Frank Sinatra, James Brown, Stevie Wonder, Marvin Gaye and hundreds of other artists have covered this song. Cher recorded it in the ’60s as a tribute to her partner, Sonny Bono. Hebb’s original though, is the only version to chart in America. Across Europe, a 1976 dance version by Boney M. was a huge hit, going to #3 UK and #1 in Germany, Austria and the Netherlands.

This has been used in commercials for McDonald’s, T J Maxx, Volkswagon, Indeed and a number of other companies looking for uplifting songs to associate with their product.

“Sunny” was hot on the charts at the time, peaking at #2 on August 29. The Beatles last show was in San Francisco, where Hebb somewhat ironically performed “Sunny” on a typically foggy evening.

Among the artists to cover this song are Classics IV, who released their version in 1969. A year earlier, they had a hit with “Stormy,” which seemed like an answer song to “Sunny.”

The album cover was a photo of a beautiful woman, encouraging the interpretation that Sunny was a girl.


Sunny, yesterday my life was filled with rain.
Sunny, you smiled at me and really eased the pain.
The dark days are gone, and the bright days are here,
My Sunny one shines so sincere.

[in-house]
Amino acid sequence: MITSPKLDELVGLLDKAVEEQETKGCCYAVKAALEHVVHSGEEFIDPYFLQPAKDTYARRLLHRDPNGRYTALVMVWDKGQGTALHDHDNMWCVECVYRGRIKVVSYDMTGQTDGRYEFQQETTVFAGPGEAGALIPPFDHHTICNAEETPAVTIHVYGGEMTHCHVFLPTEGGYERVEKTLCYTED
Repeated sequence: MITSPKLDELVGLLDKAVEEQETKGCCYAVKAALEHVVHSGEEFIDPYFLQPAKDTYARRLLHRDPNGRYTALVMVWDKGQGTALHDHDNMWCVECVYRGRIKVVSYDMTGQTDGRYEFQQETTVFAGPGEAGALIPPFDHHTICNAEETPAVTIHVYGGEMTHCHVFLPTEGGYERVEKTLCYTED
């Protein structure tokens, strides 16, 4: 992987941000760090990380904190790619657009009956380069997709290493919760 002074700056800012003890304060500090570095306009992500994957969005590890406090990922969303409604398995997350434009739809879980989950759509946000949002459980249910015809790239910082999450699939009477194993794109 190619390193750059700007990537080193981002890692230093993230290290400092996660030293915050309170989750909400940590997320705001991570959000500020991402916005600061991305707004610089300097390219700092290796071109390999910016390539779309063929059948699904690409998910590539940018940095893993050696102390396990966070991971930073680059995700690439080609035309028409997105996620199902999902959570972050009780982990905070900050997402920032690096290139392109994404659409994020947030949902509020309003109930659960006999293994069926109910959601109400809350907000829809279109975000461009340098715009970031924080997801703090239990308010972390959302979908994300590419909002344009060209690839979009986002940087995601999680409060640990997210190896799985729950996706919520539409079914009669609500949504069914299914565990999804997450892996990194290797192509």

Sunny one so true, I love you.

Sunny, thank you for the sunshine bouquet.
Sunny, thank you for the love you brought my way.
You gave to me your all and all.
Now I feel ten feet tall.
Sunny one so true, I love you.

Sunny, thank you for the truth you let me see.
Sunny, thank you for the facts from A to C.
My life was torn like a wind-blown sand,
And the rock was formed when you held my hand.
Sunny one so true, I love you.

Sunny, thank you for the smile upon your face.
Sunny, thank you for the gleam that shows its grace.
You’re my spark of nature’s fire,
You’re my sweet complete desire.
Sunny one so true, I love you.

Sunny, yesterday my life was filled with rain…


Author: Badfinger (Max)

Power Pop fan, Baseball fan, old movie and tv show fan... and a songwriter, bass and guitar player.

33 thoughts on “Bobby Hebb – Sunny”

    1. Yes thanks Hans. I do feel better. Every day is getting a little better. Came back to the office yesterday.
      I didn’t know he opened for them either.

      Liked by 1 person